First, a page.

« Last Edit: December 08, 2019, 11:53:17 pm by floobydust »
 
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Offline joeqsmith

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Re: Handheld meter electrical robustness testing.
« Reply #3560 on: December 08, 2019, 10:49:14 pm »
Most thermocouples output a negative voltage at temperatures below freezing. The sign-change can flush out issues with firmware or the CJC. ANENG just uses a fixed room temp value for CJC, in EEPROM.

I made a battery powered reference+Wheatstone bridge, to generate stable (thermocouple) mV signals of either polarity and use that to test hardware.

In case the lack of the sign for the Celsius display causes confusion,   13.9F is -10C.  The Brymen also reads -10C.  The 121 is displaying -17.2C.   

I wonder if the 121 is using this reading as their cold junction compensation.  If so it's off by a mile. 
How electrically robust is your meter?? https://www.youtube.com/channel/UCsK99WXk9VhcghnAauTBsbg
 

Offline dcac

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Re: Handheld meter electrical robustness testing.
« Reply #3561 on: December 09, 2019, 05:47:22 pm »
As far as I can tell 121gw only has two temp sensors, one inside the hy3131 chipset and this one doesn't seem to be used at all, and then the smd NTC placed in the upper right corner looking from the PCB side. And this one is read by a rather crude low resolution routine and is used for showing the internal temperature of the meter.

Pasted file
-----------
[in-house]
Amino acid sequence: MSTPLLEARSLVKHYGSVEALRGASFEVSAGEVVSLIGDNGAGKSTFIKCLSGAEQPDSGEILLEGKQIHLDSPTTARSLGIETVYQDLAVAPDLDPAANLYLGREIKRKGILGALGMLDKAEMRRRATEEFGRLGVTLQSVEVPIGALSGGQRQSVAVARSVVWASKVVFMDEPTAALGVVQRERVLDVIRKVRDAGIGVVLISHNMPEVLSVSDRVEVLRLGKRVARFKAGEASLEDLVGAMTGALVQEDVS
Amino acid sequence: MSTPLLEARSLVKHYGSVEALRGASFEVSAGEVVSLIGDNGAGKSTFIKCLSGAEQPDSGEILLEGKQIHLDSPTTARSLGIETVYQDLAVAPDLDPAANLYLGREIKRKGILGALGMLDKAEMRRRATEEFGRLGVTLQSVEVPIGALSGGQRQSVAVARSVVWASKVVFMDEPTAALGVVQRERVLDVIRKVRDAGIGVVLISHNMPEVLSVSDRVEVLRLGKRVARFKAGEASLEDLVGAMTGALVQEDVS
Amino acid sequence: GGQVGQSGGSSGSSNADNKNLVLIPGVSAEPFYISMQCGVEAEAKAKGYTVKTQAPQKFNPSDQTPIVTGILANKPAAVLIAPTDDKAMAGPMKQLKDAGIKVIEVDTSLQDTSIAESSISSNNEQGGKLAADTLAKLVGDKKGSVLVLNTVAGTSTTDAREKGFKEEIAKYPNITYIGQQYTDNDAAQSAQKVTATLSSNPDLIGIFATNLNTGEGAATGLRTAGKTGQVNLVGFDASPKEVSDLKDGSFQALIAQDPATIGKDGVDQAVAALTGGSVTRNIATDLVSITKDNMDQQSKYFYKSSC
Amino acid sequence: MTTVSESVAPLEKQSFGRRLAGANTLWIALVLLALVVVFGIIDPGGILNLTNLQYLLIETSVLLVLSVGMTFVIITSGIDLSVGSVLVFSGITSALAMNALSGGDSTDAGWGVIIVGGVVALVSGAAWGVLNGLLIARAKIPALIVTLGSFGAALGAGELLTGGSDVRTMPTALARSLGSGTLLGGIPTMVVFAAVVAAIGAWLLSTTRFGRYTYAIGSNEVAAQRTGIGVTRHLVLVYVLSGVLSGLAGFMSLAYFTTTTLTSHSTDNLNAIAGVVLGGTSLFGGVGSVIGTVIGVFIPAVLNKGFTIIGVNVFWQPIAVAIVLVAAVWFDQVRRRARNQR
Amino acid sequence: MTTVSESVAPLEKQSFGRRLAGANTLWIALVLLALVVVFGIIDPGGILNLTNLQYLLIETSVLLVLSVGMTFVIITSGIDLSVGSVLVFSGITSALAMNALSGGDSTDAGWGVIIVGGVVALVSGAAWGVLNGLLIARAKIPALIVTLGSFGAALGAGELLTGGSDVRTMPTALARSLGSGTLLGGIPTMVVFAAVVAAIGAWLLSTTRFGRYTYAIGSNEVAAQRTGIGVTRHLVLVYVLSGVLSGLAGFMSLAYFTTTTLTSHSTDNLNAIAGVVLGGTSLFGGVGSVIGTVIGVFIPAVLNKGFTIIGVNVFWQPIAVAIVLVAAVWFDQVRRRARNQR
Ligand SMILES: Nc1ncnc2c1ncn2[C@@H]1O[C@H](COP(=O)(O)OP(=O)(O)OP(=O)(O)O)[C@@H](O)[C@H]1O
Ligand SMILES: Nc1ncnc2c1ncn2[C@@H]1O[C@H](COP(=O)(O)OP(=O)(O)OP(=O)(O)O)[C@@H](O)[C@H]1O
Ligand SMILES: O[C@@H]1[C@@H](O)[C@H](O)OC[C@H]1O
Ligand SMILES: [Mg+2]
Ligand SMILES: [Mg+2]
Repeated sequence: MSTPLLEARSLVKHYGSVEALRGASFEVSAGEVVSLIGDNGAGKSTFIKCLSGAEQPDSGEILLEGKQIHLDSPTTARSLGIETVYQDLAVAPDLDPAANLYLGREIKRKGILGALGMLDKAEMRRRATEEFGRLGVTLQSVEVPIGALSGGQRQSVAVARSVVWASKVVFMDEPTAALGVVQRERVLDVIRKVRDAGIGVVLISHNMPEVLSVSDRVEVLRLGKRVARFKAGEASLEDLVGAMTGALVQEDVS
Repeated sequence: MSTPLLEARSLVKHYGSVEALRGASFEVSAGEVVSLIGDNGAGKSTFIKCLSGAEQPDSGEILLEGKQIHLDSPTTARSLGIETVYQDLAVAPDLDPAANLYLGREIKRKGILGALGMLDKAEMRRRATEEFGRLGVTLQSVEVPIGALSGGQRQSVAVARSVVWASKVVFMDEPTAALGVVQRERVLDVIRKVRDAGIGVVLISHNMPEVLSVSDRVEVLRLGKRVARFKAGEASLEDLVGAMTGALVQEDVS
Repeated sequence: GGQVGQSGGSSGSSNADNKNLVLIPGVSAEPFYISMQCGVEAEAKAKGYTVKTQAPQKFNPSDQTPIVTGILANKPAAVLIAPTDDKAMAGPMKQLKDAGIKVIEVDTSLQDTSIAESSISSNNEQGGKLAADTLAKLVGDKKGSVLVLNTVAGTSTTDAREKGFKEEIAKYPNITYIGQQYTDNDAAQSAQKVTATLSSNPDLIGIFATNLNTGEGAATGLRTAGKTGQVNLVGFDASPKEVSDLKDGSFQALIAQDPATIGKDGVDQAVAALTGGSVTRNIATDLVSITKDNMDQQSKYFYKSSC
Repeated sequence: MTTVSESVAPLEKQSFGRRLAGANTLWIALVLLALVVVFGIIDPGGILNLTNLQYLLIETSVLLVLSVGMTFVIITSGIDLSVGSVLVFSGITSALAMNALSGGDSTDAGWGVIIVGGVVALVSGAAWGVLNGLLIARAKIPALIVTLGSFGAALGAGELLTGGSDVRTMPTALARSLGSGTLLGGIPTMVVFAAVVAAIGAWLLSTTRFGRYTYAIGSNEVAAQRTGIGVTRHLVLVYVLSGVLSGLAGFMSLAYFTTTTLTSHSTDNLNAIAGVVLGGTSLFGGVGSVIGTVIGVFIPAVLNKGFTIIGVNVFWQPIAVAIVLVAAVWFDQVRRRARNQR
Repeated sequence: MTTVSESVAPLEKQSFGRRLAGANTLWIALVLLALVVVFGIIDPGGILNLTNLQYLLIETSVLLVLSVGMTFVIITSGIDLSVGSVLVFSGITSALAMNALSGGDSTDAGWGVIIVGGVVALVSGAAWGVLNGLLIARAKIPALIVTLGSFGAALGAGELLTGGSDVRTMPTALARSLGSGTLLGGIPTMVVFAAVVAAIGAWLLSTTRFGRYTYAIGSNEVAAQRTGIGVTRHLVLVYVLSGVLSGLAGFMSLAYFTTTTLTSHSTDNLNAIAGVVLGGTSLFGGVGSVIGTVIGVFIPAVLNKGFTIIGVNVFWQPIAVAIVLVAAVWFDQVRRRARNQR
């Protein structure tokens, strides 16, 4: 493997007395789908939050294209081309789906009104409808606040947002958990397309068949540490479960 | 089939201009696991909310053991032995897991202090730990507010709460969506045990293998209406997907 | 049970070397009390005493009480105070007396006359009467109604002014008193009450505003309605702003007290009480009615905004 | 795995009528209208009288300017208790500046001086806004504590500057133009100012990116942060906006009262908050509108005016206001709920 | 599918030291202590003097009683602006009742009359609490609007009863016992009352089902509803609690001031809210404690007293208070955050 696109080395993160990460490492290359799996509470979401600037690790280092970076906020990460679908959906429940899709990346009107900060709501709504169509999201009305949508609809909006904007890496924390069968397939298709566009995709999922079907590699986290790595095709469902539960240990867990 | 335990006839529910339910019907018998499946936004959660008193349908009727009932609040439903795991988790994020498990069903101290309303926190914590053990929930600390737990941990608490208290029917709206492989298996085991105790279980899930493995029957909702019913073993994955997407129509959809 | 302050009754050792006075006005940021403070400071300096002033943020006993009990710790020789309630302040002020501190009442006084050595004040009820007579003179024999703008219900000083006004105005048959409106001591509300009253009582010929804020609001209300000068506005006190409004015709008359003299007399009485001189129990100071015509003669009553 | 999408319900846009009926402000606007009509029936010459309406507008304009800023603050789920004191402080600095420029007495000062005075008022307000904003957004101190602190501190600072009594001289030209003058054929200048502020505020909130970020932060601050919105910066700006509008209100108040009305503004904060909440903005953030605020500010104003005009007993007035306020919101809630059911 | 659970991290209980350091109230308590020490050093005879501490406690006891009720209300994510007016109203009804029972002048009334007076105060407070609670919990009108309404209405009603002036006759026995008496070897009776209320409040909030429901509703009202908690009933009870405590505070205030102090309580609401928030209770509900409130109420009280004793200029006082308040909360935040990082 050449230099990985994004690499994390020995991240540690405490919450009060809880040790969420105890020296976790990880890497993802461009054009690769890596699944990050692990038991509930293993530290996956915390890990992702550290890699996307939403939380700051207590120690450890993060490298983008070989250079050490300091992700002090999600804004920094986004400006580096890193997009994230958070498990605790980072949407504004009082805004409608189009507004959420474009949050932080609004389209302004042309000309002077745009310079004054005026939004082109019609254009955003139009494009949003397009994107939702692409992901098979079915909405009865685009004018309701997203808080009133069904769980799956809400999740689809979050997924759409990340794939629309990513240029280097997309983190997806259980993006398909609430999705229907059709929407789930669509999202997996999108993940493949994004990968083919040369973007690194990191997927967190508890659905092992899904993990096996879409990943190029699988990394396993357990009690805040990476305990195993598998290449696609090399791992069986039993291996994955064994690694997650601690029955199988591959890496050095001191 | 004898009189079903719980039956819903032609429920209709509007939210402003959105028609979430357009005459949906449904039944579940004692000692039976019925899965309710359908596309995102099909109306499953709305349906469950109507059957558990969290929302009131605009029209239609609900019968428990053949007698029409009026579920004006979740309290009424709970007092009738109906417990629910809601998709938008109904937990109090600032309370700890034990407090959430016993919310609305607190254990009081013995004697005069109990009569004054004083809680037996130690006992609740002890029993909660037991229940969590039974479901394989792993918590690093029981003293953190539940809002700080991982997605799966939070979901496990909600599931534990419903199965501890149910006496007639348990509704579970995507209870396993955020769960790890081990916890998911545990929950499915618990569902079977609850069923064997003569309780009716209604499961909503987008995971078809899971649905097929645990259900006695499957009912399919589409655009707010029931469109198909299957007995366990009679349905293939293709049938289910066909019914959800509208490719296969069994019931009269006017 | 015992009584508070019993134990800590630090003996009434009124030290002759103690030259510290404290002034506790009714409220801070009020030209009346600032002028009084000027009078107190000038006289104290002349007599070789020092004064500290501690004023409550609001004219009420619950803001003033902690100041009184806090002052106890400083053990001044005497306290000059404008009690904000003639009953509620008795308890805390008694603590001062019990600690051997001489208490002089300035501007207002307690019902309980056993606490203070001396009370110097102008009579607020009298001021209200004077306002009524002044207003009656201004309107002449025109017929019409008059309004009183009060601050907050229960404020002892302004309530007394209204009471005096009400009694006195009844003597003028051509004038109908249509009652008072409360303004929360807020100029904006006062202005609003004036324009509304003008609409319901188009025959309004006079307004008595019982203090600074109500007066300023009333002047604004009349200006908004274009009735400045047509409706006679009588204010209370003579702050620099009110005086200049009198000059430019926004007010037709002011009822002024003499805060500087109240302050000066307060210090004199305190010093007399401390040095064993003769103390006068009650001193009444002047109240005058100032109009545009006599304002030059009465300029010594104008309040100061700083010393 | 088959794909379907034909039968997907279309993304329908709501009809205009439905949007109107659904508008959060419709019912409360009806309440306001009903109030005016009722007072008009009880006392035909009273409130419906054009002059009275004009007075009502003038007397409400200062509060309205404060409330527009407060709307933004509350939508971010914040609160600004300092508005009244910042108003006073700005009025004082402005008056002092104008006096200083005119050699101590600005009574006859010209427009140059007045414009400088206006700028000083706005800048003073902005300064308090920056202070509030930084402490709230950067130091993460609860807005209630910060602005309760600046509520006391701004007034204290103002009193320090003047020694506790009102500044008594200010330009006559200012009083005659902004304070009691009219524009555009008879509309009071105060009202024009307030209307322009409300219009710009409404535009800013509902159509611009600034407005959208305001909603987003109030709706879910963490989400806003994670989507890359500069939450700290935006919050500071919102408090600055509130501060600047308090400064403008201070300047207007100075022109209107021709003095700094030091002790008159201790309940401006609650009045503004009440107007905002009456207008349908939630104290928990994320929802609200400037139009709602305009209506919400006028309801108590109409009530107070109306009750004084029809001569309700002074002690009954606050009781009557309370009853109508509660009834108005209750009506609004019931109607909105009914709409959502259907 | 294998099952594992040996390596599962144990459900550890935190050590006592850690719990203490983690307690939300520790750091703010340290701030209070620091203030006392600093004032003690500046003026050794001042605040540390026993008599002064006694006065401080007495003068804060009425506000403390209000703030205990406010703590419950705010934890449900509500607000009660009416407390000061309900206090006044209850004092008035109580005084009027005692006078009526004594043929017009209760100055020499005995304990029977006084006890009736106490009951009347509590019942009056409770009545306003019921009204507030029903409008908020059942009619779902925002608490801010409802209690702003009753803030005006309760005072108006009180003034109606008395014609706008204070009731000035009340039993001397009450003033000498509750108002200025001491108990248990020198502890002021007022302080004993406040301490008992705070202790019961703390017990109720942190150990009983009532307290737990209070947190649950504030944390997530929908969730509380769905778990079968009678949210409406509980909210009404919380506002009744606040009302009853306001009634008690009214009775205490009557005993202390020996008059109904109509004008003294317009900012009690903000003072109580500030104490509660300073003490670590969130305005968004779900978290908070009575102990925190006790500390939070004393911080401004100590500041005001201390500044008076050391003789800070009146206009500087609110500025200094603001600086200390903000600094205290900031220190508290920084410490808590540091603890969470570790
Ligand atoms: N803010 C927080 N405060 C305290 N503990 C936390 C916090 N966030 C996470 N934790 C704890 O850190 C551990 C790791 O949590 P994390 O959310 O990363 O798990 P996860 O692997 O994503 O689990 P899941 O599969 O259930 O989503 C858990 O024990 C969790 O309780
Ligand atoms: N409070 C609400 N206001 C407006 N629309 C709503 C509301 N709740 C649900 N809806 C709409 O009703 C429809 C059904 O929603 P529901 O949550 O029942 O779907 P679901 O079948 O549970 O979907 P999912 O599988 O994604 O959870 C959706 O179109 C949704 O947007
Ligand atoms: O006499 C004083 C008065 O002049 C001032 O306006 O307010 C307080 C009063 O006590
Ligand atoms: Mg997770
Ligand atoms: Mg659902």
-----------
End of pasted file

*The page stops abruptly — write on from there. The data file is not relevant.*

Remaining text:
So could they really be doing no cold junction compensation at all? The Temp mode really appears to just read the DCmV and translate this to temperature using a LUT, though a LUT that gives much more resolution than the one for the NTC sensor.
 

Offline joeqsmith

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Re: Handheld meter electrical robustness testing.
« Reply #3562 on: December 10, 2019, 12:55:05 am »
It would be easy enough to find out by testing it but Dave may be able to find out and add it to the manual.   

That switch has been cycling over 24 hours now.  I'm really curious to know what it looks like.

*****

I went back and watched the two shorter videos Dave made where he cycles the switch on the 121.   It's interesting that the switch that he tests has a different contact design than what was supplied in Production1.   I have yet to take Production2 apart but would assume these two are the same.    He had posted some graphs showing the contact resistance.  It appears they saw up to 2.5ohms once the shim had been installed.    The double dimple design Dave' shows are on the outside,  where mine are all single.   I wonder with the smaller surface area and higher travel speeds being on the outside, if it will wear the same.   

Where Dave had his apart at 1000, 11K, 25K and 51K half cycles,  I plan to leave this one together for all 100K half cycles and this is how I tested the other meters I have looked at.    It still has a good day to go but it's looking good for a weekend upload for Part 6.
« Last Edit: December 10, 2019, 04:55:51 am by joeqsmith »
How electrically robust is your meter?? https://www.youtube.com/channel/UCsK99WXk9VhcghnAauTBsbg
 

Online HKJ

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Re: Handheld meter electrical robustness testing.
« Reply #3563 on: December 10, 2019, 05:23:23 am »
So could they really be doing no cold junction compensation at all? The Temp mode really appears to just read the DCmV and translate this to temperature using a LUT, though a LUT that gives much more resolution than the one for the NTC sensor.